The Square Can Win

By David Paul Kuhn - April 26, 2012

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Romney’s conservative scruples may also prove an asset. The United States is one of the most socially conservative Western nations. Gallup has regularly found, over the past decade, that about eight in 10 Americans rate the “overall state” of moral values in this country as “only fair” or “poor.”

Americans may look at Romney and see a square. But, in terms of facial features, voters associate squares with leadership. Social scientists have found that people gravitate to the faces of politicians who exude competence above all else, including attractiveness. As Slate’s Libby Copeland wrote in January, summarizing the findings, “The competent face shape is masculine but approachable, with a square jaw, high cheekbones, and large eyes. When people say Romney just looks presidential, this is the image they’re summoning.”

Romney’s True Problem

It’s a mistake to equate Romney’s square demeanor with his plutocratic demeanor. The latter is a serious problem. Nixon exuded stiff. But it was working stiff. And Nixon brilliantly understood the power of grunt imagery. “I got a couple of letters of commendation. But I was just there when the bombs were falling,” he said of his wartime service during his Checkers speech.

Romney could never give that speech. “I keep waiting for Mitt to say, ‘Pardon me, do you have any Grey Poupon?’ ” Rick Perry joked at the Gridiron dinner.

Romney speaks awkwardly about his wealth and class. His rich gaffes personify the negative stereotype of the ultra-rich Republican. H.W. Bush did as well. But the unemployment rate bobbed in the mid-fives in 1988. Romney’s Wall Street resume only further estranges him from Main Street. It helps Democrats frame 2012 as also about Romney.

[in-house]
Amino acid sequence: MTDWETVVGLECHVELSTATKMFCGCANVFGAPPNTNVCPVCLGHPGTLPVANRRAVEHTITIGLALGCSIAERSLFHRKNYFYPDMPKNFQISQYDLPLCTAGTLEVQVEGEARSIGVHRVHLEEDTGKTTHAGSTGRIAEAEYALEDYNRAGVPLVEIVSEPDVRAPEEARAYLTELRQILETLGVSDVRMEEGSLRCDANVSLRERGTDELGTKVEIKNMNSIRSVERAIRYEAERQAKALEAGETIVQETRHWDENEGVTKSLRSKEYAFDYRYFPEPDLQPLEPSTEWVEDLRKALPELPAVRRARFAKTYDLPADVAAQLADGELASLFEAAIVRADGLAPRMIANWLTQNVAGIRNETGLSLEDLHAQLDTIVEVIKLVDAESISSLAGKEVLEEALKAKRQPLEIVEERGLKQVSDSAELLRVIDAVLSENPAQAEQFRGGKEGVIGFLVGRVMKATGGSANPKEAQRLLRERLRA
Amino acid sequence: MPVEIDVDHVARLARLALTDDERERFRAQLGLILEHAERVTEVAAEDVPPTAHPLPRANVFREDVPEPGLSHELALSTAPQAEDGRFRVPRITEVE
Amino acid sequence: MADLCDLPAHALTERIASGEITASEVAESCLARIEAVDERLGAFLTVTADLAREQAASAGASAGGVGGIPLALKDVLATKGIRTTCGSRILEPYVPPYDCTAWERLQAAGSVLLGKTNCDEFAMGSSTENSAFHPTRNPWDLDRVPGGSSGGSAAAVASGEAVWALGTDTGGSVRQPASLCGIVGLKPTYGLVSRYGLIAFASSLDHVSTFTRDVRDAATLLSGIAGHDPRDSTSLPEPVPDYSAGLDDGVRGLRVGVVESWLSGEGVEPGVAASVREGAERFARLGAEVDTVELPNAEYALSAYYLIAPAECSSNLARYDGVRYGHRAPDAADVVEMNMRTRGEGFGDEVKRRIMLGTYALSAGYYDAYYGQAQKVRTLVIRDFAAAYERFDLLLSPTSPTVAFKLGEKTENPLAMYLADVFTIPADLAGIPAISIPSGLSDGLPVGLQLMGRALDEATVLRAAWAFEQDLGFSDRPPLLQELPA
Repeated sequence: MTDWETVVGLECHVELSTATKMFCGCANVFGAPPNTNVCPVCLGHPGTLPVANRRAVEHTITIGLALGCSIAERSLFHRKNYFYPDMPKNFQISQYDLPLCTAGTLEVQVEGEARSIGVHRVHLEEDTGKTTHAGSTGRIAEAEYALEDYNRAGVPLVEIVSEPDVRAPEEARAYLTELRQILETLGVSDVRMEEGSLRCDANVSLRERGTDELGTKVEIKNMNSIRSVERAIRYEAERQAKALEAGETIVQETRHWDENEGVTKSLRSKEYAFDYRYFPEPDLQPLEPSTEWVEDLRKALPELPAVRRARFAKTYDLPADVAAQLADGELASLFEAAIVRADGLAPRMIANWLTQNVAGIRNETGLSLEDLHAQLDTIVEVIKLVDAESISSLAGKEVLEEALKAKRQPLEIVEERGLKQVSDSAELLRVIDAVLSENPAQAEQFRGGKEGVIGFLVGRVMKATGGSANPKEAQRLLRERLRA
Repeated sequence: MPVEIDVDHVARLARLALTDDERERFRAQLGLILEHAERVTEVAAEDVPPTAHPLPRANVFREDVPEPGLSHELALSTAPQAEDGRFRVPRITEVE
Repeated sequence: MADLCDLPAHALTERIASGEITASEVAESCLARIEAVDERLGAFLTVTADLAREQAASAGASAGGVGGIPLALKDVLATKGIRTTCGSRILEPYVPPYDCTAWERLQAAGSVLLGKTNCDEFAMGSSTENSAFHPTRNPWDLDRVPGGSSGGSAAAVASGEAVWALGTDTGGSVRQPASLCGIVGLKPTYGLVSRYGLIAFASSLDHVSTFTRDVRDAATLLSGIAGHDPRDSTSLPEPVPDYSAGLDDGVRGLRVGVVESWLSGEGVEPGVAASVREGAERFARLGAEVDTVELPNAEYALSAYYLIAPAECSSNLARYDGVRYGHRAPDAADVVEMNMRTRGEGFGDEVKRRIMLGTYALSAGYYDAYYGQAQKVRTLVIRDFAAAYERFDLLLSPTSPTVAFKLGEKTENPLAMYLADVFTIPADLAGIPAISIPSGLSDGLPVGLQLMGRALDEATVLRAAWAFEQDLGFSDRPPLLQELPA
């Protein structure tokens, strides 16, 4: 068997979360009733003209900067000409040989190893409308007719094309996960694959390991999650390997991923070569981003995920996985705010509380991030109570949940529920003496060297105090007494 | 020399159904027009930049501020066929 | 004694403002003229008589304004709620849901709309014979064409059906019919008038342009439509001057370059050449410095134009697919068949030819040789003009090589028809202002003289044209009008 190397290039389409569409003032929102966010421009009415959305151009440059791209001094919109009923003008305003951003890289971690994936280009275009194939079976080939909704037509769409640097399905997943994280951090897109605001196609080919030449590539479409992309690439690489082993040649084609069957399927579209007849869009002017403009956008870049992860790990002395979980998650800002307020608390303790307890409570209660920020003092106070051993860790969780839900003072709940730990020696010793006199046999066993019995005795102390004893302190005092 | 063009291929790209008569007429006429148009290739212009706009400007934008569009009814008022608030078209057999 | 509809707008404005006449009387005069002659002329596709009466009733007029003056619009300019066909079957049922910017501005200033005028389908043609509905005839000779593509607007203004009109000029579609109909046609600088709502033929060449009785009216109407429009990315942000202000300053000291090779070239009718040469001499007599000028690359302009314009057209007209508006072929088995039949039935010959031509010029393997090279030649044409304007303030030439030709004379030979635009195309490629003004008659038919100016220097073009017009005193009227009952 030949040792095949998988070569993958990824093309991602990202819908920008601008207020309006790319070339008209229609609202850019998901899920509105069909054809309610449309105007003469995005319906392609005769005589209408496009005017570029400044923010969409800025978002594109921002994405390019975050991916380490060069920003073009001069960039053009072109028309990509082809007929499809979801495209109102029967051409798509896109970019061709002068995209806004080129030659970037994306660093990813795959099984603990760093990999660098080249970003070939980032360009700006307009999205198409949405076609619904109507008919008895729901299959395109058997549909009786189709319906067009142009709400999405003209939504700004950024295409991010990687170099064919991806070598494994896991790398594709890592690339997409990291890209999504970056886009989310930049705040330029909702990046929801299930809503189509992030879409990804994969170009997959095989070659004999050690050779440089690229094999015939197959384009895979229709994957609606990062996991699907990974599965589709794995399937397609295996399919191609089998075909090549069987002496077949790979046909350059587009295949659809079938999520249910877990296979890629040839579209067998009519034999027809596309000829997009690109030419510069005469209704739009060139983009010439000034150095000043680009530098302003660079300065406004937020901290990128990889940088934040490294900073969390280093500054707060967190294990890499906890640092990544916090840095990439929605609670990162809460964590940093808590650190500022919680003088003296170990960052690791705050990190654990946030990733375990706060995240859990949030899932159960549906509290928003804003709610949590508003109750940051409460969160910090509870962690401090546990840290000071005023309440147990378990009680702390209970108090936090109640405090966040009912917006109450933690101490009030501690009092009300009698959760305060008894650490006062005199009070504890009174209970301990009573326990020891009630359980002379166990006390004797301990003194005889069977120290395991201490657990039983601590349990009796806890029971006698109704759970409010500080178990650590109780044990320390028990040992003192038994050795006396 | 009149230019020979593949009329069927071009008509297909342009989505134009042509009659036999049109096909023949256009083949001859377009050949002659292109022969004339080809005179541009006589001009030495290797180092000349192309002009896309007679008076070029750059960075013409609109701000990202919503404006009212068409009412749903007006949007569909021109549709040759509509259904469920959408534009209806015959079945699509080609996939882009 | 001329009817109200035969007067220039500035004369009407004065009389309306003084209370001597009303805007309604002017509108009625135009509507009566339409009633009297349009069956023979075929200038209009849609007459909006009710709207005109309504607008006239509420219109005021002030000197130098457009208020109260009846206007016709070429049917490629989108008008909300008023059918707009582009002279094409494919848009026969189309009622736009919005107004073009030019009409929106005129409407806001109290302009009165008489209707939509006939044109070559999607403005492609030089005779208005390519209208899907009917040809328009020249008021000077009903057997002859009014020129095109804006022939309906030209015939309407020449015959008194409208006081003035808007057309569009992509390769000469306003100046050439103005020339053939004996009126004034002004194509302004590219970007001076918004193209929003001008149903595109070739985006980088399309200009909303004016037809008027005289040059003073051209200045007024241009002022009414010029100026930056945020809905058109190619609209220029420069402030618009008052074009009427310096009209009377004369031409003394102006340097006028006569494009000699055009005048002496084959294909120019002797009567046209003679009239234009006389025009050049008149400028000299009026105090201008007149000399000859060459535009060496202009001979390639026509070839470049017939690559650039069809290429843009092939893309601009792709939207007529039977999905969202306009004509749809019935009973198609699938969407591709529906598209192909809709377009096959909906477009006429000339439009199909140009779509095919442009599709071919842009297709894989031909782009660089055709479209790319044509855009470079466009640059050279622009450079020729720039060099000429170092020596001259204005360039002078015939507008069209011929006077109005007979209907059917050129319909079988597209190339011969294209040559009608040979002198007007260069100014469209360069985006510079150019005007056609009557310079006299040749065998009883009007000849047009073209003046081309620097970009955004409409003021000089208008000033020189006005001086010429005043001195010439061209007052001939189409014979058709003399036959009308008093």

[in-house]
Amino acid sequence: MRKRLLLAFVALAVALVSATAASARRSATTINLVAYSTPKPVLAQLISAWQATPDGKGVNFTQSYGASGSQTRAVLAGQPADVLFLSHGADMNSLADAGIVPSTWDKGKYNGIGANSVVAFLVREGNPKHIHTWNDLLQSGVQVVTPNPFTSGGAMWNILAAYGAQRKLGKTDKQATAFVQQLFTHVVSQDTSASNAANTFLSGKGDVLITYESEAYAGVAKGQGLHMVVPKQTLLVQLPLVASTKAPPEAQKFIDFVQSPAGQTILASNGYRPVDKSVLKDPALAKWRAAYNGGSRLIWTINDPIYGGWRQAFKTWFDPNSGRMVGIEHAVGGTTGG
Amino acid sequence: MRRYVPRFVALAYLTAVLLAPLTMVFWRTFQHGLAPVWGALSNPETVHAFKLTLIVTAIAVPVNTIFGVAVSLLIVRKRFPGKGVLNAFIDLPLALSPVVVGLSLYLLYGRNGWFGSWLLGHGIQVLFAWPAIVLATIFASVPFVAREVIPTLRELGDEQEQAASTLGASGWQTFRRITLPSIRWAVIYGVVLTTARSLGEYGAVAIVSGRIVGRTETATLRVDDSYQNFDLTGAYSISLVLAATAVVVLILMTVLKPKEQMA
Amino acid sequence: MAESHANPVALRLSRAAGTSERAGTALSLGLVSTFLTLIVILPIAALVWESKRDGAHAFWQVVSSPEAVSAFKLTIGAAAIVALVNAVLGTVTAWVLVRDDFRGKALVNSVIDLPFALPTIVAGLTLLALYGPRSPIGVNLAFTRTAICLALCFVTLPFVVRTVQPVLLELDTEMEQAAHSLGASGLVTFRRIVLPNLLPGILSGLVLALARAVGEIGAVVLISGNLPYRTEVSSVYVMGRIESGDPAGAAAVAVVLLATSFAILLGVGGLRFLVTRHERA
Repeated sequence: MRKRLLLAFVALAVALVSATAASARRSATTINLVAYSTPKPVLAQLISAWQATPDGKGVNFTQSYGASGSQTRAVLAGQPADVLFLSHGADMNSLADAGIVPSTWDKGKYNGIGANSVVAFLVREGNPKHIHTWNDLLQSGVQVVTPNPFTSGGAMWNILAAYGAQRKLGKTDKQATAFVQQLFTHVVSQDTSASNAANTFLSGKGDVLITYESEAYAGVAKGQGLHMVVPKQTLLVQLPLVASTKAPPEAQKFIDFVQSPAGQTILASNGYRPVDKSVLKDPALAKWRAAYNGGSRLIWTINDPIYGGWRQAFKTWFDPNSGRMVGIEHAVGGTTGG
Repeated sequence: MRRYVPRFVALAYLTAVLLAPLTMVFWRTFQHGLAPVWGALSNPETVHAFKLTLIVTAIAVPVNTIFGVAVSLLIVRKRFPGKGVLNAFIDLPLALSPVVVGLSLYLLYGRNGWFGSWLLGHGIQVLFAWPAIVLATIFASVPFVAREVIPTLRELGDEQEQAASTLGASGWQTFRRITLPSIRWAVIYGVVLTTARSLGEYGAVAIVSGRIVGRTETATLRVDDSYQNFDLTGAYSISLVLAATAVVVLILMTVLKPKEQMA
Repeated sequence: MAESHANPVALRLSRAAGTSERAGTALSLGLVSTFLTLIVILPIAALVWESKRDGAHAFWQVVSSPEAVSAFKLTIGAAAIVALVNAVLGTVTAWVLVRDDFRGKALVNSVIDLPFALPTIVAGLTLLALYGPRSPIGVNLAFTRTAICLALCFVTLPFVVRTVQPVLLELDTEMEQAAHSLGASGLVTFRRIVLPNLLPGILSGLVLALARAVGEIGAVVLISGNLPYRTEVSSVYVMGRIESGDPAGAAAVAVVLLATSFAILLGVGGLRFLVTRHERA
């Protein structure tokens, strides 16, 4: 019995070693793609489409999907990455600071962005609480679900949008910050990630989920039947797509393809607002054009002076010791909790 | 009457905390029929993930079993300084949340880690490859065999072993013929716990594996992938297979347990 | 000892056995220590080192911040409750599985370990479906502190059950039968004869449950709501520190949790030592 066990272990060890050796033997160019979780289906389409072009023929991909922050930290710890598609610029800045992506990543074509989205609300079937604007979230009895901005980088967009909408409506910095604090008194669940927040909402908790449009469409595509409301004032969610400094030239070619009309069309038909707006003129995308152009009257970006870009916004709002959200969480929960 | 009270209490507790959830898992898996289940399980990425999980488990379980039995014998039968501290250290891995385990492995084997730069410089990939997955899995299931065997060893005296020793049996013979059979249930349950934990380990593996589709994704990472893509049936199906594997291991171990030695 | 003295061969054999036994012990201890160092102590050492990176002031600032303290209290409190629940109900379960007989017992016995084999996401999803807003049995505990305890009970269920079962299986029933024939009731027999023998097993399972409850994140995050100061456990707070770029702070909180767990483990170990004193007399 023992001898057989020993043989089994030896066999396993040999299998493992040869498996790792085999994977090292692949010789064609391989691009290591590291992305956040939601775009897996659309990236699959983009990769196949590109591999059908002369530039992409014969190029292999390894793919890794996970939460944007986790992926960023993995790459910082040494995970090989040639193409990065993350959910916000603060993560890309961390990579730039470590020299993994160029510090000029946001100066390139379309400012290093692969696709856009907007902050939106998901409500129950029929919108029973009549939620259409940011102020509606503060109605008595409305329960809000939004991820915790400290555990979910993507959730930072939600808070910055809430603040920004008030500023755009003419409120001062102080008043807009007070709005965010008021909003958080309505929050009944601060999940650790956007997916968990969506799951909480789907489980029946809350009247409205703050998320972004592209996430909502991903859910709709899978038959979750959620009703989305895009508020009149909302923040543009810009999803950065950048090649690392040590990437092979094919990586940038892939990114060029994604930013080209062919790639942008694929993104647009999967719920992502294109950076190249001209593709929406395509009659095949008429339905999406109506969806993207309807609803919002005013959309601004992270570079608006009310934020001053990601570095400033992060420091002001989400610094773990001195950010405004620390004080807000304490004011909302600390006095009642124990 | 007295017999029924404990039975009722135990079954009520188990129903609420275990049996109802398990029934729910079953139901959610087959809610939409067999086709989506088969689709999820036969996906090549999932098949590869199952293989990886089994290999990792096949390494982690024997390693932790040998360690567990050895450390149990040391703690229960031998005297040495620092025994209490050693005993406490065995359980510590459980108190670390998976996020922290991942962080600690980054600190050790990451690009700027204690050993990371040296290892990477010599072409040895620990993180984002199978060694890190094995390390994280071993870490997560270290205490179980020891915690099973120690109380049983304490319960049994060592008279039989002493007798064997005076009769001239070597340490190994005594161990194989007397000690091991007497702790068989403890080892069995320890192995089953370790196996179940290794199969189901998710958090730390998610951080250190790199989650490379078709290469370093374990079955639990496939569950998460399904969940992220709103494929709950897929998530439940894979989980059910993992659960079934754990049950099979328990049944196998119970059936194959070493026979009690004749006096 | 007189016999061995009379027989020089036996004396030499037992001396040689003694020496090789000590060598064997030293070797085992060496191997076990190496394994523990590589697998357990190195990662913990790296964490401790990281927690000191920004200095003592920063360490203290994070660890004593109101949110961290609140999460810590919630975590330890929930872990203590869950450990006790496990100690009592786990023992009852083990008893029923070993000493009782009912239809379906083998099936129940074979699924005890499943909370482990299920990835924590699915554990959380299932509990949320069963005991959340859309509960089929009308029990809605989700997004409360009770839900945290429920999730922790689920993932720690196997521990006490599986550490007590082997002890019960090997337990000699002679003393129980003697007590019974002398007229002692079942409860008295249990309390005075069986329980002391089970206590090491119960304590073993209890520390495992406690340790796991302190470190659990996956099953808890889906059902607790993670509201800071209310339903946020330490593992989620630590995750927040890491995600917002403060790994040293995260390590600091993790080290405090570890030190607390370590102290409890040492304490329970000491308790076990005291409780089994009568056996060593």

Americans will elect squares. But there is a particular American allergy to snobbery and elitism. This is why the son of a president campaigned as a regular fella, more W than Bush. It’s why, in 1840, Whig William Henry Harrison framed himself as a humble backwoodsman. Harrison actually grew up in a palatial Virginia estate and was the son of a signatory to the Declaration of Independence. Americans wanted, even then, to elect a people’s candidate.

The patrician candidate can win voters’ favor. Yet most privileged sons who become president have formative stories to tell. Romney doesn't. There’s no war story. No storybook triumph. No great obstacle overcome. His business experience includes job growth and downsizing. He’s not the all-American industrial executive his father was. And Romney’s best emotional bridge to voters is closed to him. George W. Bush’s religiosity helped voters see the soul in the man. But Romney’s Mormonism gives him pause, and polls show his concerns are not unfounded.

Romney cannot compensate by simply mimicking Nixon’s 1972 strategy. There is no contemporary cultural frame that resonates like “acid, abortion and amnesty.” Instead, he can run on competence vs. incompetence. It de-personalizes the attack. Independents do not share conservatives’ disdain for Obama. Thus, Romney must bear-hug. His best tactic is to portray Obama as a good man but not the best man for the job, or up to the job. And Romney seems to understand that. “I think he’s a nice person, I just don't think we can afford him any longer,” Romney said in a recent speech.

The GOP presumptive nominee, therefore, need not match Obama’s aplomb -- let alone Reagan’s stage presence. Many presidents could not. He does not need to talk about his iPod playlist or sink three-pointers to win. He may be the underdog. But six in 10 Americans say the nation is on the wrong track. Americans’ distrust of politicians is at historic levels. This public is crying for competence more than compassion.

So the stiff can win as that competent man. And he should welcome the association with “square America.” Obama does not want to be seen as attacking that America. The left has already learned that a “silent majority” can also make presidents. As Theodore White wrote of the 1960 campaign, “Predictions of a Kennedy sweep based on crowd response ignored an enormous political truth: that quiet people vote, too.” 

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David Paul Kuhn is a writer who lives in New York City. His novel, “What Makes It Worthy,” will be published in February 2015.

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